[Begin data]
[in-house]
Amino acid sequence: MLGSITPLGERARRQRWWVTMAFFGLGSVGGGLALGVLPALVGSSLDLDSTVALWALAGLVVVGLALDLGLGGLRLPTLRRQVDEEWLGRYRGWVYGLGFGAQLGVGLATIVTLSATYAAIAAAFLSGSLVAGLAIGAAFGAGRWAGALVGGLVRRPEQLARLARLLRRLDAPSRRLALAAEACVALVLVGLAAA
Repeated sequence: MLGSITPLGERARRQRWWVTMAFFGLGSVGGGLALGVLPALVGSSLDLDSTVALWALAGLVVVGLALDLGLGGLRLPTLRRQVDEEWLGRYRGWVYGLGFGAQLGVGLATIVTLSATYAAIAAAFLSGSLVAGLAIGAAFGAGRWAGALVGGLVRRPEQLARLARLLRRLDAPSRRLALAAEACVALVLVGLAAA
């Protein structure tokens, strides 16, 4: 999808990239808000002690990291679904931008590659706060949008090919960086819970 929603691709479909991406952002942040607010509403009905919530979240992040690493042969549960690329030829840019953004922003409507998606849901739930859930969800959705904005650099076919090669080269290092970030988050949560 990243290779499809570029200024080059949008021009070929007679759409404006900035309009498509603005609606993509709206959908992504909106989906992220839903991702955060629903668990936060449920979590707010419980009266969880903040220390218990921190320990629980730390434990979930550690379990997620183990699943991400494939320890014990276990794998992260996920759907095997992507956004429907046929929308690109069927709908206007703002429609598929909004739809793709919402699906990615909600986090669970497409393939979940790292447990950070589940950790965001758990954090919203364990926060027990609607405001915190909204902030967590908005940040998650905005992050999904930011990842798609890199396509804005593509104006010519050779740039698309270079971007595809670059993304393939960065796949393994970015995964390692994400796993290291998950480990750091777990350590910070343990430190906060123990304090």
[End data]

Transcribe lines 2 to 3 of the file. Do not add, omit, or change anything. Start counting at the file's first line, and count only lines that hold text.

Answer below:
Amino acid sequence: MLGSITPLGERARRQRWWVTMAFFGLGSVGGGLALGVLPALVGSSLDLDSTVALWALAGLVVVGLALDLGLGGLRLPTLRRQVDEEWLGRYRGWVYGLGFGAQLGVGLATIVTLSATYAAIAAAFLSGSLVAGLAIGAAFGAGRWAGALVGGLVRRPEQLARLARLLRRLDAPSRRLALAAEACVALVLVGLAAA
Repeated sequence: MLGSITPLGERARRQRWWVTMAFFGLGSVGGGLALGVLPALVGSSLDLDSTVALWALAGLVVVGLALDLGLGGLRLPTLRRQVDEEWLGRYRGWVYGLGFGAQLGVGLATIVTLSATYAAIAAAFLSGSLVAGLAIGAAFGAGRWAGALVGGLVRRPEQLARLARLLRRLDAPSRRLALAAEACVALVLVGLAAA